The short-finned eel (Anguilla australis) is native to the lakes, and coastal rivers of south-eastern Australia and New Zealand. The species carries significant cultural importance, having been harvested by indigenous people across much of its historical distribution. Most notably, in south-western Victoria where the species is known as “kuuyang”, it is a powerful cultural symbol of the local Gunditj people, and has formed the basis of an aquaculture industry dating back almost 7000 years. In fact, Lake Condah is globally recognised as the birthplace of modern aquaculture, where indigenous people of the region engineered the landscape to farm and trade eels for millennia. This has been formally recognized through the recent UNESCO World Heritage listing for the Budj Bim cultural landscape.
The project will have three distinctive but complementary research components:
1. Undertaking population genomic analyses to gain insights into eel stock connectivity and spatial patterns of recruitment between estuaries across the species range.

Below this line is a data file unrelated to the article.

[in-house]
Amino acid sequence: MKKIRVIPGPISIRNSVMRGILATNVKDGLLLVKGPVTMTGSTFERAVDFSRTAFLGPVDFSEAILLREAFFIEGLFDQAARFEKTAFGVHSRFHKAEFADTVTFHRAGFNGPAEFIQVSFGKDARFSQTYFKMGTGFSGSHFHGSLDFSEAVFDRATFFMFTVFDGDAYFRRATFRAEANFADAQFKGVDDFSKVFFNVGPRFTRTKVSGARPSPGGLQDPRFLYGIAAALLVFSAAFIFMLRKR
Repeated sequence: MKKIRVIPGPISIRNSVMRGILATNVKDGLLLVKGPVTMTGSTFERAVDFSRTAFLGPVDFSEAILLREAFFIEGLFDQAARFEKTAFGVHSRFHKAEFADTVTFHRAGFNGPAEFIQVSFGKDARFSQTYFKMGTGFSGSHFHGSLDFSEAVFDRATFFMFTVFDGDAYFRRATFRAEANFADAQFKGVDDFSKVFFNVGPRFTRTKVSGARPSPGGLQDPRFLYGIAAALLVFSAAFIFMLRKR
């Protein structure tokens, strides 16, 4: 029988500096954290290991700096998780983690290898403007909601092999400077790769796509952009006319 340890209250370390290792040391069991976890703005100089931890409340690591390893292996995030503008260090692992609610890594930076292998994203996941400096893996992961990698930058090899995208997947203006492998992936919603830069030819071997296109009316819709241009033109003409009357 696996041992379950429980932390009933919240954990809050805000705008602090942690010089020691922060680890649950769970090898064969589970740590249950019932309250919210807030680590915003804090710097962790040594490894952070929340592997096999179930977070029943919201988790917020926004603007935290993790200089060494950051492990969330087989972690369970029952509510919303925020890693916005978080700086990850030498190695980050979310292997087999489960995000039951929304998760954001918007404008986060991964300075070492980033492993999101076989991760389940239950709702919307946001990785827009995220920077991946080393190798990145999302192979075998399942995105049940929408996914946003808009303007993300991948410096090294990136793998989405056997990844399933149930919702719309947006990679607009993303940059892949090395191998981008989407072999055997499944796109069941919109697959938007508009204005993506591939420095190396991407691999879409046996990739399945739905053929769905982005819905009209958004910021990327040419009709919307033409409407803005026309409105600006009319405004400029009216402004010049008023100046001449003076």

2. Adopt eDNA tools to assess habitat use and determine where the eels reside within the Lake Condah and the local catchment.
3. Use DNA metabarcoding approaches to assess eel diet based on the genomic analysis of eel gut samples. Genetic assessments of gut samples across different developmental stages, sexes, and in time and space, will provide insights into the variability of eel diet.
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[Website Deakin University]